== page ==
In addition to the requirement to carry insurance, the federal Occupational Safety and Health Administration requires employers to post reports annually that summarize the injuries and illnesses suffered in their workplace. These reports must be posted in a location that can be viewed by employees. In addition, OSHA's website displays general numbers about incidents at some workplaces. However, this information does not provide specific details about the type of injury. However, OSHA may soon increase the level of detail that must be shared by employers.
At this time of year, municipalities throughout Pennsylvania have work crews busy clearing up leaves from public areas. At first thought, vacuuming leaves may not seem like a very dangerous job. However, a Pennsylvania worker was recently injured at work in an accident involving a leaf vacuum.
According to police, the man was working with a public works crew when he somehow ended up under the wheel of a leaf vacuum. The purpose of the leaf vacuum is to feed leaves into a dump truck. The 27-year-old worker was transported to a medical facility for treatment of his injuries and was listed in fair condition.
Previous postings in this blog have discussed the workers compensation claims process for injured workers and how obtaining the full compensation to which one is entitled can can quickly become very complicated. As if the process in general isn't complicated enough, a new development in the Pennsylvania workers' compensation system has increased the level of difficulty injured workers are experiencing in obtaining the compensation they need to aid in their recovery.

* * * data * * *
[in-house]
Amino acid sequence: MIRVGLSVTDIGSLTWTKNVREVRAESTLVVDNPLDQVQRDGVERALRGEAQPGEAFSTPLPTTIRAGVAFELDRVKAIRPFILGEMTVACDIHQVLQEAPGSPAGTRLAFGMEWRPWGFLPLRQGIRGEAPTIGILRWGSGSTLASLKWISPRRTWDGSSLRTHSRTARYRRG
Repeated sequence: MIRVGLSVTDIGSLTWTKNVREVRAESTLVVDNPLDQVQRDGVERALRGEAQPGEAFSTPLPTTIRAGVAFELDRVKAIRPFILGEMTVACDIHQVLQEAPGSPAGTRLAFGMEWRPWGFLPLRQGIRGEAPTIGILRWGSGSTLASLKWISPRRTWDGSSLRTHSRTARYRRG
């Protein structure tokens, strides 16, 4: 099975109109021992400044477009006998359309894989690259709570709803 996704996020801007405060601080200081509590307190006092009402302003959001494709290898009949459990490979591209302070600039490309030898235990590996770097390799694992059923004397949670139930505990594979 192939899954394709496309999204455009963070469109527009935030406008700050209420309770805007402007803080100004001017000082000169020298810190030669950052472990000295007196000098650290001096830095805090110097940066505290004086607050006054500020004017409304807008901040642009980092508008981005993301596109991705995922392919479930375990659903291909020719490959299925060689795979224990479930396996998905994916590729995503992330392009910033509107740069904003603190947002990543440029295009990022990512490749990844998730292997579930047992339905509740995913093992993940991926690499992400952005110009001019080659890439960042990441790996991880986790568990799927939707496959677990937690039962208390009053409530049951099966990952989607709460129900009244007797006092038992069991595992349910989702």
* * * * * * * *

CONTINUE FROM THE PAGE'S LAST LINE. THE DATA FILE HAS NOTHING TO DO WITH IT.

At the beginning of last month the state's Department of Labor and Industry went through an overhaul of the computer system used to process workers' compensation claims and assign them to judges. The $45 million project has seen more than its fair share of issues.
As many of the previous postings in this blog have discussed, there are numerous workers in Pittsburgh who are exposed to dangers in the workplace each day. These dangers can lead to a workplace injury. When an employee is injured on the job, he or she is often entitled to workers' compensation. However, workers' compensation settlements are not limited to the physical injuries of an injured worker. Some workers may also be able to recover workers' compensation benefits due to the onset of an occupational disease.